“Customer satisfaction is worthless. Customer loyalty is priceless.” ~Jeffrey Gitomer
Do you agree with this quote? Disagree? Or is your reaction a little of both?
This is one of those great, provocative quotes that spark conversation and debate. My take on it is that customer satisfaction is worthless in the face of customer loyalty. In other words, customer loyalty is the ultimate goal, and customer satisfaction is simply the means to get there.
This is not to say that customer satisfaction doesn’t matter. It certainly does! Stopping at the first sentence in Mr. Gitomer’s quote would be to take it grossly out of context.
Rather, I think the point Gitomer (author of the best-selling Little Red Book of Selling) is making is that often we forget to look at the bigger picture with our customers … we don’t see the forest for the trees.
For Example …
Let’s take a house cleaning service business as an example. They land a client and do a “spring cleaning” job for her. It’s a big job, and they take great pains to make sure she’s satisfied with the work.
And she is. The client is extremely happy … very satisfied.
Now, if the company were only focused on customer satisfaction, they would consider this job a success. And they’d move on to landing the next job and satisfying the next customer.
The next time that homeowner needed to hire a cleaning service, she might call them again … or … she might shop around and try another company next time. She was satisfied, but that shortsighted company didn’t do anything to invoke her loyalty (and her repeat business).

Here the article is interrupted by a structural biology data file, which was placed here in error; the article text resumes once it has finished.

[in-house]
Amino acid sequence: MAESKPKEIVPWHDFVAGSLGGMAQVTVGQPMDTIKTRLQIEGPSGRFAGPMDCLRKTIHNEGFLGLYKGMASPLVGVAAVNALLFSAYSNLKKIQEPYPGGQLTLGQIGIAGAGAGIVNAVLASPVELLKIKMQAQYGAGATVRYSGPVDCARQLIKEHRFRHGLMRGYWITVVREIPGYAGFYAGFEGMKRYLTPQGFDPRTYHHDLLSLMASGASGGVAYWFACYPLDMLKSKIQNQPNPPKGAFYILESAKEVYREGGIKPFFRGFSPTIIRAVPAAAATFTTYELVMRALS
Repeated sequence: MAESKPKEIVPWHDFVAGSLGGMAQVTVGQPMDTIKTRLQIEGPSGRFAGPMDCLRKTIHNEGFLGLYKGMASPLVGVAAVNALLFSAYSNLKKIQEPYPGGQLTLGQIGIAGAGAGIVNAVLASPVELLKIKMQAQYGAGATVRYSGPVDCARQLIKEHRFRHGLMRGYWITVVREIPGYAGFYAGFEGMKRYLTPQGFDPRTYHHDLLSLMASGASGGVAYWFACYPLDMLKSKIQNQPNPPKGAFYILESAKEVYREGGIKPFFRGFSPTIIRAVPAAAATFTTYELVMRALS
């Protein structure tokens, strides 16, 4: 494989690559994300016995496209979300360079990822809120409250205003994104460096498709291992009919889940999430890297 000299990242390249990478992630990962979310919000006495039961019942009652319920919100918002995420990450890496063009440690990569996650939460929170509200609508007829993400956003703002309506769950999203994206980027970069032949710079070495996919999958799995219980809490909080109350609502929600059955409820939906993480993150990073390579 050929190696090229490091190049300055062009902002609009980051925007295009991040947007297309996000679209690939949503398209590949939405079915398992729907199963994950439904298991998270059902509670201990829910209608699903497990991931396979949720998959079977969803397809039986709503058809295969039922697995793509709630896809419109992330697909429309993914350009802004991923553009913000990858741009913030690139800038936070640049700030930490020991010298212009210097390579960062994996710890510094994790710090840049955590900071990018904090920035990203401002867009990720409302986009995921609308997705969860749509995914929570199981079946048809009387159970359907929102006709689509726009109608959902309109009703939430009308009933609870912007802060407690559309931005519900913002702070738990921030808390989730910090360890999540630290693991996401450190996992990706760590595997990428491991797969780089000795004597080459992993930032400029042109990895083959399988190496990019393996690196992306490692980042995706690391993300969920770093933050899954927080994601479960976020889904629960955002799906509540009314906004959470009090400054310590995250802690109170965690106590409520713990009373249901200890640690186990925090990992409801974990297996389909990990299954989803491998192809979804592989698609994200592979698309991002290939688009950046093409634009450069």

But if this company’s ultimate goal was long-term customer loyalty — not simply short-term customer satisfaction — then they would realize that the job wasn’t over once they loaded all the gear and supplies back into the van and drove away. They would know that they still had work to do.
Create Customer Loyalty with a Company Newsletter
There are, of course, an unlimited number of creative ways to instill customer loyalty. But what they all have in common is maintaining a relationship that provides value. One of the most effective ways to do this is with a company newsletter.
If our house cleaning company in the example were focused on actively creating customer loyalty, they would send all their clients a monthly newsletter. The newsletter would contain articles that the homeowner would find useful, interesting, or entertaining. It would NOT be an additional sales pitch!
If it were simply a sales pitch, the company’s newsletter would quickly end up in the trash.
As the customer continues to receive these newsletters from the house cleaning company, she begins to feel a stronger connection with the business. She has a deeper appreciation for the value they provide beyond simply a clean home.
She — hopefully — becomes a loyal member of the company’s extended “family.”
And as such, she’s worth more to the company than just the fees collected from that initial spring cleaning job …
Now she’s priceless.
Your turn …
How do YOU instill customer loyalty? Please tell me about what’s worked for you by leaving a brief comment below. You just might spark an idea that helps one of your fellow readers!
Until next time … Write On!